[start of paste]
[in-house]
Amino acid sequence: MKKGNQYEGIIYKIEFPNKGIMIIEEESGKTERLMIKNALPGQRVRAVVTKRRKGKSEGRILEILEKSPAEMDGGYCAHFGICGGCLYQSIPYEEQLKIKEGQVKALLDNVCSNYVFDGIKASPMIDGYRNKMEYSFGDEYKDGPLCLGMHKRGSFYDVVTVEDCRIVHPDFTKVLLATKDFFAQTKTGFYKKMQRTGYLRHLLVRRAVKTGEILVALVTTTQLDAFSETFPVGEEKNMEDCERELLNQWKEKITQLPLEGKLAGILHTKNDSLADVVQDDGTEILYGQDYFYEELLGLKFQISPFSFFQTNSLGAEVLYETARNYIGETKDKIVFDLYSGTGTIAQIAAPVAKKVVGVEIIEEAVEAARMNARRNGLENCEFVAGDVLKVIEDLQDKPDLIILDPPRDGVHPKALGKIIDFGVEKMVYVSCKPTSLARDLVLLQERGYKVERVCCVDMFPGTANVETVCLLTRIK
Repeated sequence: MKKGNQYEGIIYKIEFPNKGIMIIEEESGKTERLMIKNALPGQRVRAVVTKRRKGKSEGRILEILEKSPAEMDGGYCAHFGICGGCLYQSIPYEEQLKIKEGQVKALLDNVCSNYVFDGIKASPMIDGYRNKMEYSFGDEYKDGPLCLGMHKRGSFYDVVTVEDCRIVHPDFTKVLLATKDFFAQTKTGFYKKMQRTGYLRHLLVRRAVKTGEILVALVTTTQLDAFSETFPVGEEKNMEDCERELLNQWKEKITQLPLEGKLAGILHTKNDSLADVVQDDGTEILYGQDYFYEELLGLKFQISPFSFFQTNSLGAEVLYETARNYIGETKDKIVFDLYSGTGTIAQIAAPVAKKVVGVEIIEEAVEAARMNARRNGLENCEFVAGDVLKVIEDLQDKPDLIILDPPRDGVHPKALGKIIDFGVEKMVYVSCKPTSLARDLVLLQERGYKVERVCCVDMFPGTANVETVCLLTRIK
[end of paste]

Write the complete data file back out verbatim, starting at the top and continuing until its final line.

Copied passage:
[in-house]
Amino acid sequence: MKKGNQYEGIIYKIEFPNKGIMIIEEESGKTERLMIKNALPGQRVRAVVTKRRKGKSEGRILEILEKSPAEMDGGYCAHFGICGGCLYQSIPYEEQLKIKEGQVKALLDNVCSNYVFDGIKASPMIDGYRNKMEYSFGDEYKDGPLCLGMHKRGSFYDVVTVEDCRIVHPDFTKVLLATKDFFAQTKTGFYKKMQRTGYLRHLLVRRAVKTGEILVALVTTTQLDAFSETFPVGEEKNMEDCERELLNQWKEKITQLPLEGKLAGILHTKNDSLADVVQDDGTEILYGQDYFYEELLGLKFQISPFSFFQTNSLGAEVLYETARNYIGETKDKIVFDLYSGTGTIAQIAAPVAKKVVGVEIIEEAVEAARMNARRNGLENCEFVAGDVLKVIEDLQDKPDLIILDPPRDGVHPKALGKIIDFGVEKMVYVSCKPTSLARDLVLLQERGYKVERVCCVDMFPGTANVETVCLLTRIK
Repeated sequence: MKKGNQYEGIIYKIEFPNKGIMIIEEESGKTERLMIKNALPGQRVRAVVTKRRKGKSEGRILEILEKSPAEMDGGYCAHFGICGGCLYQSIPYEEQLKIKEGQVKALLDNVCSNYVFDGIKASPMIDGYRNKMEYSFGDEYKDGPLCLGMHKRGSFYDVVTVEDCRIVHPDFTKVLLATKDFFAQTKTGFYKKMQRTGYLRHLLVRRAVKTGEILVALVTTTQLDAFSETFPVGEEKNMEDCERELLNQWKEKITQLPLEGKLAGILHTKNDSLADVVQDDGTEILYGQDYFYEELLGLKFQISPFSFFQTNSLGAEVLYETARNYIGETKDKIVFDLYSGTGTIAQIAAPVAKKVVGVEIIEEAVEAARMNARRNGLENCEFVAGDVLKVIEDLQDKPDLIILDPPRDGVHPKALGKIIDFGVEKMVYVSCKPTSLARDLVLLQERGYKVERVCCVDMFPGTANVETVCLLTRIK